• Results — It’s true that the ground flax meal I used wasn’t as ground as some, leaving behind whole seeds. That said, it illustrates the point that ground flax is not a great option to top pies or pastries because of the color and texture that it adds.
  • Rating — 3/10

Wash #6: Vegan Butter

  • About this Wash — Vegan butter has a lot of fat and therefore should be a great wash for vegan pastries. Because of its buttery flavor, I expected it to be the best option. Be careful to use a vegan butter product and not tub margarine (most of which are made with water).
  • Results — Vegan butter is my second favorite egg wash substitute thanks to the even golden color. I was right that the flavor is amazing as well.
  • Rating — 9/10

Wash #7: Soy Milk

  • About this Wash — There are so many plant-based milk options on the market these days, but I chose soy milk because, with its protein content and sugars, it most resembles whole milk, although it is lower in fat.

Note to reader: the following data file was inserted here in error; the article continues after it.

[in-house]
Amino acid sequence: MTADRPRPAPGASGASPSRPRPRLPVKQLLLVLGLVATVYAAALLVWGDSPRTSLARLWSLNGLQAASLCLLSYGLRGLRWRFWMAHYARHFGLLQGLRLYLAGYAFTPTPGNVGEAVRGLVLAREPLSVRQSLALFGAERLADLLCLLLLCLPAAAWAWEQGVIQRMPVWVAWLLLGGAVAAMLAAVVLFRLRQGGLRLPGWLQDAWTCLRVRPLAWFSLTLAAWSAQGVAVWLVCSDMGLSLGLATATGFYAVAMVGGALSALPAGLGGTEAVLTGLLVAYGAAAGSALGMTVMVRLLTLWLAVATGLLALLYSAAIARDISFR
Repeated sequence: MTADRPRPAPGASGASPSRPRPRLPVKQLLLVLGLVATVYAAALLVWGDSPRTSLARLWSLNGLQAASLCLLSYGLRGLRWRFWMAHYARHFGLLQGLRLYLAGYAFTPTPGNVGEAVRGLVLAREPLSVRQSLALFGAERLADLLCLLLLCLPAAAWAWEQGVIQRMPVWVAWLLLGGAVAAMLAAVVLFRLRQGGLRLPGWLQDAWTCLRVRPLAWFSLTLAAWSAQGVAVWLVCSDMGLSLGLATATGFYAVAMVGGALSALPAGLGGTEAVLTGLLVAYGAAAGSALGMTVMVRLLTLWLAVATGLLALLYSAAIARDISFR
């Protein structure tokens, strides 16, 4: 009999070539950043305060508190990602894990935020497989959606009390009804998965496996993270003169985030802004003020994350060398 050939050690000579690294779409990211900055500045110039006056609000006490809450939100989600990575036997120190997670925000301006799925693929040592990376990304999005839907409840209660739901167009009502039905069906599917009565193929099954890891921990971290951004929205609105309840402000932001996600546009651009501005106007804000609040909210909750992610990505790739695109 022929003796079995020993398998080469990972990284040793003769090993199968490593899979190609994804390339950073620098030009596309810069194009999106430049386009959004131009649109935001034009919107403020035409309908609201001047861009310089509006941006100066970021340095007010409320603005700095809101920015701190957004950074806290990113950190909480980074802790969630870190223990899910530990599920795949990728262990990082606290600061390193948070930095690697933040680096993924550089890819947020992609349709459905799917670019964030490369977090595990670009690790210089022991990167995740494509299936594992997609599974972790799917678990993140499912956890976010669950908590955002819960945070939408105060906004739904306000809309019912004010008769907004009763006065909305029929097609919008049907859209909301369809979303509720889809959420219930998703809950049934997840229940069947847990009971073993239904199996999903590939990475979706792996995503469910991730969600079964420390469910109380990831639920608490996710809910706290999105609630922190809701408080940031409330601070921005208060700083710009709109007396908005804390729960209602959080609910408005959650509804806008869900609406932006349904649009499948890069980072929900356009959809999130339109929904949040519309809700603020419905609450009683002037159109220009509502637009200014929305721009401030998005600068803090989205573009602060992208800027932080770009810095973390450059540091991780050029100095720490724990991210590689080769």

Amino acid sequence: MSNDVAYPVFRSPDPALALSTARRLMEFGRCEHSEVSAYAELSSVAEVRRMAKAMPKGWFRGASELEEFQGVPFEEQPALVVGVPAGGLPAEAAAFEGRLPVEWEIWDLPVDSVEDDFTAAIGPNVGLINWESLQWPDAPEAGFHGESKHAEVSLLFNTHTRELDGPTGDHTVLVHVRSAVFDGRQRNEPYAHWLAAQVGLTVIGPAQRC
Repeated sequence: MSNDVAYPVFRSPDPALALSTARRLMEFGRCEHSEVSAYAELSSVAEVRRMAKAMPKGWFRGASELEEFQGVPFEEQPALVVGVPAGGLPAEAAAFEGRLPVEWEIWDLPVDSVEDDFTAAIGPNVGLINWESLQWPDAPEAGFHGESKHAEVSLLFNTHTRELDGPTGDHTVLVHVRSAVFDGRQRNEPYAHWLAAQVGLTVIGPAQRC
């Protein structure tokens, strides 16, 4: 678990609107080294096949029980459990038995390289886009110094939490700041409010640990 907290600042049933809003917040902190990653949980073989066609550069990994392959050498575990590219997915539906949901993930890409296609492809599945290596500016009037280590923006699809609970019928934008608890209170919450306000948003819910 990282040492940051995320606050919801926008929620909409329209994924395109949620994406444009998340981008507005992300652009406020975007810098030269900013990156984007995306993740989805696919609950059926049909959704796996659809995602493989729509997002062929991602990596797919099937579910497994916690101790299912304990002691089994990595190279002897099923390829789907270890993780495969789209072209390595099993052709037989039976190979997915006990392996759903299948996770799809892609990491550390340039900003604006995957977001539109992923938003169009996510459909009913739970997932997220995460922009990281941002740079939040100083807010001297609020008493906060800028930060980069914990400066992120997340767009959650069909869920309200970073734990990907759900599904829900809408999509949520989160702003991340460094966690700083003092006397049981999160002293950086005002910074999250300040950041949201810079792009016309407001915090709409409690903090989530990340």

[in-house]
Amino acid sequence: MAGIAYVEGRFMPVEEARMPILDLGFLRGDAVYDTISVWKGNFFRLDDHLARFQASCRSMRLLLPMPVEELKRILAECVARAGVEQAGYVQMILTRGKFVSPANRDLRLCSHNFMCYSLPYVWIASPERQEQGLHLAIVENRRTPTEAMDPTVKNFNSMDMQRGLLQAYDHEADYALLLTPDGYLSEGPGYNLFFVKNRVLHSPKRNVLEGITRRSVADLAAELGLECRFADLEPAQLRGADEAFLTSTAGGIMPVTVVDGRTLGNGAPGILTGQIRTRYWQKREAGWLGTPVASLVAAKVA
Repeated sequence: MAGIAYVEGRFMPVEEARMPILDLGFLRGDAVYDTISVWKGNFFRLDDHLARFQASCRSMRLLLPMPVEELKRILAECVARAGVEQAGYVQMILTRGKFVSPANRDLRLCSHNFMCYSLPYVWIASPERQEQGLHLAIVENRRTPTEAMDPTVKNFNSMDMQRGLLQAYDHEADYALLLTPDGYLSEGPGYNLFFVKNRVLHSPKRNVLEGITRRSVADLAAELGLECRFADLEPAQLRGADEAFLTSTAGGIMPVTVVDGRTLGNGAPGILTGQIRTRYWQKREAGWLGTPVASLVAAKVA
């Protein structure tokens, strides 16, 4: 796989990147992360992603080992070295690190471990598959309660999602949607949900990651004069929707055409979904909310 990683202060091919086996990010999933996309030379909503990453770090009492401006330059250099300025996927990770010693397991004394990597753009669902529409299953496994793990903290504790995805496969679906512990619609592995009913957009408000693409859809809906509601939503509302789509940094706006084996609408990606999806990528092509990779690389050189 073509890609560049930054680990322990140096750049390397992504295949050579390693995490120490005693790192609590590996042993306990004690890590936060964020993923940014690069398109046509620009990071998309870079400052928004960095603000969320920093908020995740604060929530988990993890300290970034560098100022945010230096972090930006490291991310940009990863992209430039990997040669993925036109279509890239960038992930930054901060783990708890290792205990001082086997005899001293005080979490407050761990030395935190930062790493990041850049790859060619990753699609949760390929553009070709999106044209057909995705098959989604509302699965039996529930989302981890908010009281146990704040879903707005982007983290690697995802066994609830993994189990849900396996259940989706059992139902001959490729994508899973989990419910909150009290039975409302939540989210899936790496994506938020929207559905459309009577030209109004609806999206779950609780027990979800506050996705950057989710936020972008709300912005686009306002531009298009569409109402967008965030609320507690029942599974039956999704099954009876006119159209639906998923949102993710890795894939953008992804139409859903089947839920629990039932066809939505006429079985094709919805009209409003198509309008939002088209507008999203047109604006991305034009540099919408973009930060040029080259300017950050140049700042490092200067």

• Results — I was very skeptical but actually pleased with the results. You can see the pie round has a nice golden hue and a slight, rustic shine to it. Combined with a bit of fat, this would be an even better option.
  • Rating — 8/10

Wash #8: Vegan Butter + Soy Milk

  • About this Wash — Since I was so pleased with these two ingredients individually, I figured together they would work great.
  • Results — Now we’re starting to see some real results. I loved the golden color the flavor, and the shine offered by these two together. Soy milk has a few natural sugars, so combined with the vegan butter, we have protein, fat, and sugars. No wonder it made such a great wash!
  • Rating — 10/10

Wash #9: Almond Milk

  • About this Wash — Sometimes you have to go with what’s in your cupboard and these days almond milk is the go-to plant-based milk. That’s why I decided to try almond milk. I used unsweetened, plain almond milk for this experiment.